Rubella (German measles) was once a common childhood disease that had its highest incidence during the spring. The incubation period is 12 to 25 days following exposure with a 1- to 5-day prodrome of fever, malaise, headache, and sore throat.
The exanthem varies and is sometimes difficult to identify. It may present as a short-lived blush, or it may have the more common 2- to 3-day course. The exanthem begins as irregular pink macules and papules on the face spreading to the neck, trunk, and arms in a centrifugal distribution. It coalesces on the face as the eruption reaches the lower extremities and then clears in the same fashion. As enanthem of pinpoint petechiae involving the soft palate (Forschheimer spots) may accompany the rash but is nonspecific.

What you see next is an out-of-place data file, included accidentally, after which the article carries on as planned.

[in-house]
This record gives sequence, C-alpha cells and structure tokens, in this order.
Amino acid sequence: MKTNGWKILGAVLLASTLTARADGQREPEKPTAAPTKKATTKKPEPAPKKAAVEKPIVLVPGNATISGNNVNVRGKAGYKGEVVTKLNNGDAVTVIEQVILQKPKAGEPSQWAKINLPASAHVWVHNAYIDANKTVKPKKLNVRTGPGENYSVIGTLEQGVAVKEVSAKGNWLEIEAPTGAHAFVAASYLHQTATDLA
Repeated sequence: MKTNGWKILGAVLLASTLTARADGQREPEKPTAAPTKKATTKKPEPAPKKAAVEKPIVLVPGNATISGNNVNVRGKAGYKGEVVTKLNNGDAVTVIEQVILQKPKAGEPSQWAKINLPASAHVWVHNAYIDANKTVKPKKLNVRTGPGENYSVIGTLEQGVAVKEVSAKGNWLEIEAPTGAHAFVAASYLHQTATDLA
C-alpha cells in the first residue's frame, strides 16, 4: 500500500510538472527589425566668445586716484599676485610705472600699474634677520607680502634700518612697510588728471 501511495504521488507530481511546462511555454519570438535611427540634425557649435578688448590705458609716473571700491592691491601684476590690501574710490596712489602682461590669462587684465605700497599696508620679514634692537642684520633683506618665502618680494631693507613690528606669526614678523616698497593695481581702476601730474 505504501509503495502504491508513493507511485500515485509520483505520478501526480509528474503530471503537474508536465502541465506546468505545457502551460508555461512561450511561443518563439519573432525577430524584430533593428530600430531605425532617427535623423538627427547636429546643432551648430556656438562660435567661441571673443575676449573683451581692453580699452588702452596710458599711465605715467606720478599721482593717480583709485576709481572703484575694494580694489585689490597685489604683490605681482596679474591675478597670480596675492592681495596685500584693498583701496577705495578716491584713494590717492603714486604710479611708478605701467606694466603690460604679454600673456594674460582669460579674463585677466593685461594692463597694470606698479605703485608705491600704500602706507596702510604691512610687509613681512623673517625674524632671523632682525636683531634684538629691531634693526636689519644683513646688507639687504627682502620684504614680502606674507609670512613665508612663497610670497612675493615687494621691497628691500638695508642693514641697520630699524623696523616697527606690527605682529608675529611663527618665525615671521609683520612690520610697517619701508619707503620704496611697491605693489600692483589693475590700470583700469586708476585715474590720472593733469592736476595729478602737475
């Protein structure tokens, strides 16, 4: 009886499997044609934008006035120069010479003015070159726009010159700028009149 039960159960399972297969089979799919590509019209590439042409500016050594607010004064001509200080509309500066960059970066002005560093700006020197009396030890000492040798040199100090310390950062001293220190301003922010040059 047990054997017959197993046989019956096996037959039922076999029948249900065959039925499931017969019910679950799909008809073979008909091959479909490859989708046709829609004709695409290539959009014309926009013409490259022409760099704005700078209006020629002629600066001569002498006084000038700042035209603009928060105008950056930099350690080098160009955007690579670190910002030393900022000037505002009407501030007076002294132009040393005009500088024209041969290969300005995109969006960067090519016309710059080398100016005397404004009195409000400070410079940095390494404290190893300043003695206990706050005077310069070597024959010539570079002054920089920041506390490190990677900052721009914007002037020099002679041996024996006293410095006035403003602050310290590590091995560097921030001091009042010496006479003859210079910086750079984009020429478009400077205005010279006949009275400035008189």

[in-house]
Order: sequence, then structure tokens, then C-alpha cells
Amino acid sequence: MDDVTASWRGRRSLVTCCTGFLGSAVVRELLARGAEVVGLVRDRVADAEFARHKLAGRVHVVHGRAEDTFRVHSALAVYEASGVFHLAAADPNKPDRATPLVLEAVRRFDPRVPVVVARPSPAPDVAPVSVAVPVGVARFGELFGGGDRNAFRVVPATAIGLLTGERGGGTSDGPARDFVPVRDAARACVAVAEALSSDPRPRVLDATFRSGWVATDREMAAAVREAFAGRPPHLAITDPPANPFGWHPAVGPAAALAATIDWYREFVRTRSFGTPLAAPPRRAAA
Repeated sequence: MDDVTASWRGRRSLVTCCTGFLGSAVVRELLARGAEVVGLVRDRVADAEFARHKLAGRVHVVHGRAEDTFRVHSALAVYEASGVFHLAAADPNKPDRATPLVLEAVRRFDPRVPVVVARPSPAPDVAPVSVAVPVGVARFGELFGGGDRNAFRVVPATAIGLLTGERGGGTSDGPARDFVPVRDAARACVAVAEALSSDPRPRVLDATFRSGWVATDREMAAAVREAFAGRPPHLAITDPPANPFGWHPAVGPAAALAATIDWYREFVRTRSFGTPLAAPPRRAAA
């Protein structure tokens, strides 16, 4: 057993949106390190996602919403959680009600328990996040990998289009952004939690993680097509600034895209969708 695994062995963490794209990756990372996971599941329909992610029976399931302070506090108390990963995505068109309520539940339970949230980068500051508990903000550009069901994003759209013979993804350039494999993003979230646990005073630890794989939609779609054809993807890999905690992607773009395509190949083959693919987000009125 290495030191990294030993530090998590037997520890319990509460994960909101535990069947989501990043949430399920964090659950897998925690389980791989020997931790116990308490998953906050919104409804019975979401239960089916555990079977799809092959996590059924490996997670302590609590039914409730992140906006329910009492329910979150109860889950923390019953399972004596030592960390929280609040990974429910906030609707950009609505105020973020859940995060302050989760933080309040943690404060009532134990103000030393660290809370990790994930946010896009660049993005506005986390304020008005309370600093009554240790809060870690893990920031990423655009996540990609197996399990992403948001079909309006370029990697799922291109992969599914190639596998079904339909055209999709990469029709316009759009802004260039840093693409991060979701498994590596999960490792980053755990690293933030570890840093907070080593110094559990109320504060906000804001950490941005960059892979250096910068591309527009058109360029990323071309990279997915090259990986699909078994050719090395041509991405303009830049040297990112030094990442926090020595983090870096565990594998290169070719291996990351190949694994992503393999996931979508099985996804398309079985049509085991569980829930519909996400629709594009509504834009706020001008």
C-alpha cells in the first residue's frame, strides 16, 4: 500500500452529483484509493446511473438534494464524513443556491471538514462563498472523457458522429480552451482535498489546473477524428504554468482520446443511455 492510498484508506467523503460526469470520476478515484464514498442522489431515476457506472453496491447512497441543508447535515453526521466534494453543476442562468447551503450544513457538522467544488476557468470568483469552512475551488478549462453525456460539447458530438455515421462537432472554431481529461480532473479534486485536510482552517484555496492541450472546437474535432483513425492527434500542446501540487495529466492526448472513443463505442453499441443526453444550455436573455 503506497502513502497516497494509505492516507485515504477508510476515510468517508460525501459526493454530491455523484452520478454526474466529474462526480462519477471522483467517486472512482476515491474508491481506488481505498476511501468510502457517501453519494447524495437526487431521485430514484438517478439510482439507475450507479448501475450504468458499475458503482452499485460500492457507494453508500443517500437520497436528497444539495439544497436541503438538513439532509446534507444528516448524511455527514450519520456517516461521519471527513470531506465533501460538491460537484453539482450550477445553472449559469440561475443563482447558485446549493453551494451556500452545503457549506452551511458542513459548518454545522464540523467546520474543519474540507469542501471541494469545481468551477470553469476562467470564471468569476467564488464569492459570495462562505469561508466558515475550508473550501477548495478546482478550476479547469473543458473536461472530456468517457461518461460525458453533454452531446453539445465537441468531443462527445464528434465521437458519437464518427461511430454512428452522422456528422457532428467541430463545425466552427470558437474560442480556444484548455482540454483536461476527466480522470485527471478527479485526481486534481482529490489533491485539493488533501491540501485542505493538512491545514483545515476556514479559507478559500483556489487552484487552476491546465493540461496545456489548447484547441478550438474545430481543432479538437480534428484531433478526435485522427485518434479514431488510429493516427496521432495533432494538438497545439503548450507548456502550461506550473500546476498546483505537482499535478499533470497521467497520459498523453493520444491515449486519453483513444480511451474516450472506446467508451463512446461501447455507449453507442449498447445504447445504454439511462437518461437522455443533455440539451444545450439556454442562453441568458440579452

Lymphadenopathy is a clinical manifestation of rubella, with the enlargement characteristically in the suboccipital and posterior auricular nodes. The clinical diagnosis of the individual case is often difficult, but the epidemic nature of the illness, along with the seasonal variation and high expression rate of the exanthem, help in establishing the diagnosis. A history of inadequate immunizations may assist in the diagnosis. There is no specific therapy.
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